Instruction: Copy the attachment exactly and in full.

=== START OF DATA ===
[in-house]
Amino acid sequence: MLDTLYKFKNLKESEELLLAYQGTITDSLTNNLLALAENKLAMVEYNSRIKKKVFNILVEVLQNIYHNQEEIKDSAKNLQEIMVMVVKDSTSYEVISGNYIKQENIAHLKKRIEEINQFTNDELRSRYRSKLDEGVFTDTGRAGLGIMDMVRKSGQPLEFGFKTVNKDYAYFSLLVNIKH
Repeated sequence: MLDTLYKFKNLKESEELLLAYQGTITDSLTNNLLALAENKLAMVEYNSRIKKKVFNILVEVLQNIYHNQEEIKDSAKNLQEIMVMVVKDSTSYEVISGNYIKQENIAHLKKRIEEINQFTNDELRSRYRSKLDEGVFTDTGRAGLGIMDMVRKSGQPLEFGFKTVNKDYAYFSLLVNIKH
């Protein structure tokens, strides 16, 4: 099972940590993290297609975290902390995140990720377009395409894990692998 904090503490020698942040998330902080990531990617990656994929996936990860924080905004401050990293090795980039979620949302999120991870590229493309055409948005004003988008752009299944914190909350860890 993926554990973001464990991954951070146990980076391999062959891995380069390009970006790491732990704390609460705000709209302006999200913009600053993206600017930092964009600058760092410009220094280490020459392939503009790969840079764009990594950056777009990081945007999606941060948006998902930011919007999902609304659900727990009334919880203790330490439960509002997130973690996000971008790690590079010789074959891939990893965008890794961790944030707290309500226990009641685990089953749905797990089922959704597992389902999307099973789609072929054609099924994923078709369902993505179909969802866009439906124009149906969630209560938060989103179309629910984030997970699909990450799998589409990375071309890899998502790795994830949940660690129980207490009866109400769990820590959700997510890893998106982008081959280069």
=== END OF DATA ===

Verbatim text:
[in-house]
Amino acid sequence: MLDTLYKFKNLKESEELLLAYQGTITDSLTNNLLALAENKLAMVEYNSRIKKKVFNILVEVLQNIYHNQEEIKDSAKNLQEIMVMVVKDSTSYEVISGNYIKQENIAHLKKRIEEINQFTNDELRSRYRSKLDEGVFTDTGRAGLGIMDMVRKSGQPLEFGFKTVNKDYAYFSLLVNIKH
Repeated sequence: MLDTLYKFKNLKESEELLLAYQGTITDSLTNNLLALAENKLAMVEYNSRIKKKVFNILVEVLQNIYHNQEEIKDSAKNLQEIMVMVVKDSTSYEVISGNYIKQENIAHLKKRIEEINQFTNDELRSRYRSKLDEGVFTDTGRAGLGIMDMVRKSGQPLEFGFKTVNKDYAYFSLLVNIKH
């Protein structure tokens, strides 16, 4: 099972940590993290297609975290902390995140990720377009395409894990692998 904090503490020698942040998330902080990531990617990656994929996936990860924080905004401050990293090795980039979620949302999120991870590229493309055409948005004003988008752009299944914190909350860890 993926554990973001464990991954951070146990980076391999062959891995380069390009970006790491732990704390609460705000709209302006999200913009600053993206600017930092964009600058760092410009220094280490020459392939503009790969840079764009990594950056777009990081945007999606941060948006998902930011919007999902609304659900727990009334919880203790330490439960509002997130973690996000971008790690590079010789074959891939990893965008890794961790944030707290309500226990009641685990089953749905797990089922959704597992389902999307099973789609072929054609099924994923078709369902993505179909969802866009439906124009149906969630209560938060989103179309629910984030997970699909990450799998589409990375071309890899998502790795994830949940660690129980207490009866109400769990820590959700997510890893998106982008081959280069």